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Immigrant blames judicial error for deportation
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PORTLAND, Ore. (AP) — An immigrant who took refuge at an Oregon church to avoid deportation should be allowed to stay in the U.S. because of a judicial error at a hearing more than a decade ago, his attorney said Monday.

Francisco Aguirre Velasquez, who came to the U.S. from El Salvador nearly 20 years ago, had been deported to his native country in 2000 after a drug conviction. He was charged in November with unlawfully re-entering the U.S.

His attorney Ellen Pitcher said Monday in U.S. District Court that the judge at the deportation hearing 15 years ago incorrectly told Aguirre he would be detained indefinitely, even if his application to suspend his deportation had been granted. Not wanting to sit in jail, Aguirre agreed to be deported, the attorney said.

Pitcher said Aguirre may have qualified for immigration relief and release from detention because he had been tortured and abused as a child in his country of birth, and because his drug conviction carried a sentence of less than five years.

“This was an unconstitutional deportation that cannot be the basis for any new prosecution,” Pitcher said. Aguirre’s current charge should be dismissed, she said.

The federal government argued that Aguirre’s drug convictions make him ineligible for any form of immigration relief, meaning a possible error by the previous judge would be irrelevant.

In 1999, Aguirre pleaded guilty to two counts of delivery of a controlled substance. He was sentenced to 90 days in jail and three years of probation. Aguirre later changed his plea to no contest.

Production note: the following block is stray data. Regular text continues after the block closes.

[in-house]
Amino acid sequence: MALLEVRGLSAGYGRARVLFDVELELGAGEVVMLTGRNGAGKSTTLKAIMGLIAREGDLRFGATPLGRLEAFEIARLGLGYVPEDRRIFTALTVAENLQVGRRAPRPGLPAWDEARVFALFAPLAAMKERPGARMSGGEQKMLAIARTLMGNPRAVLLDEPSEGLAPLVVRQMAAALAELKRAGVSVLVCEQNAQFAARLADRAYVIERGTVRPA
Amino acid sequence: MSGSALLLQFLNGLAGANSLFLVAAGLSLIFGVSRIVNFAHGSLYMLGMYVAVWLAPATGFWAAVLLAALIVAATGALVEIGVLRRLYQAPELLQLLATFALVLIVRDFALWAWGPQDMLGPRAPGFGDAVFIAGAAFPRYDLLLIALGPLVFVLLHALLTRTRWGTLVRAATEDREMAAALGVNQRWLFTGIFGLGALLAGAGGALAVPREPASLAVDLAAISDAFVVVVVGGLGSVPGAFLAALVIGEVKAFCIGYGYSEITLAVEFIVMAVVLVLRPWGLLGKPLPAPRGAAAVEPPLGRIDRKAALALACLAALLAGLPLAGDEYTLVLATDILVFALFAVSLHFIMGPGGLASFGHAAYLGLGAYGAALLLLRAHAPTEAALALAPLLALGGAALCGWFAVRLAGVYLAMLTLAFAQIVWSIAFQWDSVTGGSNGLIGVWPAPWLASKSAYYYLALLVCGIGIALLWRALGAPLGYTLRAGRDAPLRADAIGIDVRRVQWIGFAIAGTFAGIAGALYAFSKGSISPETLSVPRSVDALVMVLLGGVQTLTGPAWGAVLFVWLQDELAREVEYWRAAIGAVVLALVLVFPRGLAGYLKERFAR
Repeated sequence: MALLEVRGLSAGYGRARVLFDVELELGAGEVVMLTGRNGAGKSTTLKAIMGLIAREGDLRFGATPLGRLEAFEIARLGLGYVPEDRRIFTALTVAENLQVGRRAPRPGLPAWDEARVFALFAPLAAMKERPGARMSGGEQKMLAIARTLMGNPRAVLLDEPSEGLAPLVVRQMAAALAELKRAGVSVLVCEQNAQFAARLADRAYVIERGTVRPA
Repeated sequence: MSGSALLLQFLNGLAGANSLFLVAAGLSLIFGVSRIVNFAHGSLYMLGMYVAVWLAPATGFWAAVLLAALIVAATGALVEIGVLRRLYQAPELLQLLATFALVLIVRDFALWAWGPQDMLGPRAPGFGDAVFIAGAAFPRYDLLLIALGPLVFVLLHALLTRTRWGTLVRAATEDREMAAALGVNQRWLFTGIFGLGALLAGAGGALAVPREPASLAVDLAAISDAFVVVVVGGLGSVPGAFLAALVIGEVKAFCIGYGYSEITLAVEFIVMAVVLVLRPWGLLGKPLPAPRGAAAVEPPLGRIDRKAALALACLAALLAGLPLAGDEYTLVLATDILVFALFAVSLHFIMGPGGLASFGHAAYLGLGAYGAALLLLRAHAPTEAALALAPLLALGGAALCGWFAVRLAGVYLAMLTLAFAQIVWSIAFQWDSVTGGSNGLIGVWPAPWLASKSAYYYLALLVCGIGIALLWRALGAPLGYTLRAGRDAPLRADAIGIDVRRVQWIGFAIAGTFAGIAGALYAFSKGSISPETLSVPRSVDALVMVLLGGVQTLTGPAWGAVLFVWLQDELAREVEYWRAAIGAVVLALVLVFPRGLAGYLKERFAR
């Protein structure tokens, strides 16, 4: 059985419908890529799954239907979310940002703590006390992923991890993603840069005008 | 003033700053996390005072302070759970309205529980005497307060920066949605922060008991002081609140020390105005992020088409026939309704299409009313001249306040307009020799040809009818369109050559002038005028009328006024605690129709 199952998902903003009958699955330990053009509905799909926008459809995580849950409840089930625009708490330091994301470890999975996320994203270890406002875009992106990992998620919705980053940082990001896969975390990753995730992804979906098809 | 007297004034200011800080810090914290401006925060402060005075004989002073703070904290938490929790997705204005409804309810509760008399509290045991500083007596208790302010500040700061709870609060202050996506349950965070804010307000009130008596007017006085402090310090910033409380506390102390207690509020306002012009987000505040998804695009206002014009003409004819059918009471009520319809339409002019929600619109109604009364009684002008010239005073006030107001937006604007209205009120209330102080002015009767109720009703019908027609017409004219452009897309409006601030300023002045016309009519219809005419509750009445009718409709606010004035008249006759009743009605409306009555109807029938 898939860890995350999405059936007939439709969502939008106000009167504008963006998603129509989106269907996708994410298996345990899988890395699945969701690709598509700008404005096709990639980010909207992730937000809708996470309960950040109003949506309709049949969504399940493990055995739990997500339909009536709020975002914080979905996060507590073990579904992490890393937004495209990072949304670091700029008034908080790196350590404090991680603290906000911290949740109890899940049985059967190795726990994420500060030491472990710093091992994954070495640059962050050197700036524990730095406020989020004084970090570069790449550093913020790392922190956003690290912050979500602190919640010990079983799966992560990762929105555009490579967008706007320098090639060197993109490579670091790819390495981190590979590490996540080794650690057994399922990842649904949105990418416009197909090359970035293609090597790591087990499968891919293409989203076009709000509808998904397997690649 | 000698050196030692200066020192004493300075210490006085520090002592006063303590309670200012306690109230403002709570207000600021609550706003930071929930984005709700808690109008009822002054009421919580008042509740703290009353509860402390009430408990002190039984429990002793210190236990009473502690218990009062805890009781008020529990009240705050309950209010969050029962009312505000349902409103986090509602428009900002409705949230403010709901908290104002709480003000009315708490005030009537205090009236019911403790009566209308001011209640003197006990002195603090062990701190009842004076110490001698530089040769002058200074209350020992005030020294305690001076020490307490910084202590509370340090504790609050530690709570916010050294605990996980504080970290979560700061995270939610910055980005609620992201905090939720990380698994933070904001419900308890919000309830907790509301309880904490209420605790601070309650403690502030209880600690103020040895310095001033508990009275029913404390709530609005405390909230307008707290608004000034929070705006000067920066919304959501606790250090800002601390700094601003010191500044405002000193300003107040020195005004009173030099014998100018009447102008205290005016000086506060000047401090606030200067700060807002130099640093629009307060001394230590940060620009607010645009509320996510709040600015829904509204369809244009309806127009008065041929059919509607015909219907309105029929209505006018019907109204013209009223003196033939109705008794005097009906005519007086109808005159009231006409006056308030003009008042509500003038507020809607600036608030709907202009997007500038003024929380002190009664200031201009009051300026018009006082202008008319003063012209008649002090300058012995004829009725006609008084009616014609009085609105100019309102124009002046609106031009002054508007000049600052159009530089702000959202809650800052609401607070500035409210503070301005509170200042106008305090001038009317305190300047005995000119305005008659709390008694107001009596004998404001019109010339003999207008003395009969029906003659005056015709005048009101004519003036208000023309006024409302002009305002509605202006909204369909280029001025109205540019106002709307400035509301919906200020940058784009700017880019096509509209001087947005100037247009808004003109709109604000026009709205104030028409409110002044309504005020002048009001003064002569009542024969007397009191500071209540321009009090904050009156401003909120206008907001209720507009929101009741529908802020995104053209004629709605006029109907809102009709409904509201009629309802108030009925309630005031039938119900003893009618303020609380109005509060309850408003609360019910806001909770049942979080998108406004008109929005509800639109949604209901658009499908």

“An aggravated felon is categorically denied relief across the board,” said Assistant U.S. Attorney Greg Nyhus, who is prosecuting the case.

Aguirre, 36, came to the attention of authorities in August 2014 after a driving under the influence arrest. He took refuge at Augustana Lutheran Church in Portland after authorities tried to detain him at home.

He is among dozens of immigrants who have taken sanctuary in U.S. churches in recent years because authorities generally don’t make arrests in places of worship.

Aguirre, who spent nearly three months in church sanctuary, was arrested in November when he briefly left the church to appear in county court on the DUI charge. He was then released on a judge’s order while his federal case is being resolved.

The father of two children who are U.S. citizens, Aguirre has worked as the coordinator of a Portland nonprofit that runs a day labor center. His supporters say Aguirre has contributed to his community during the past decade and should be allowed to remain in the U.S. with his family.

Aguirre’s immigration lawyer, Stephen Manning, said Aguirre has applied for a U-visa, a special immigration document for violent-crime victims who help authorities investigate or prosecute cases.

His U-visa process is on hold while the separate court case on illegal re-entry is being decided. U.S. District Court Judge Robert Jones will rule on that case in the coming weeks.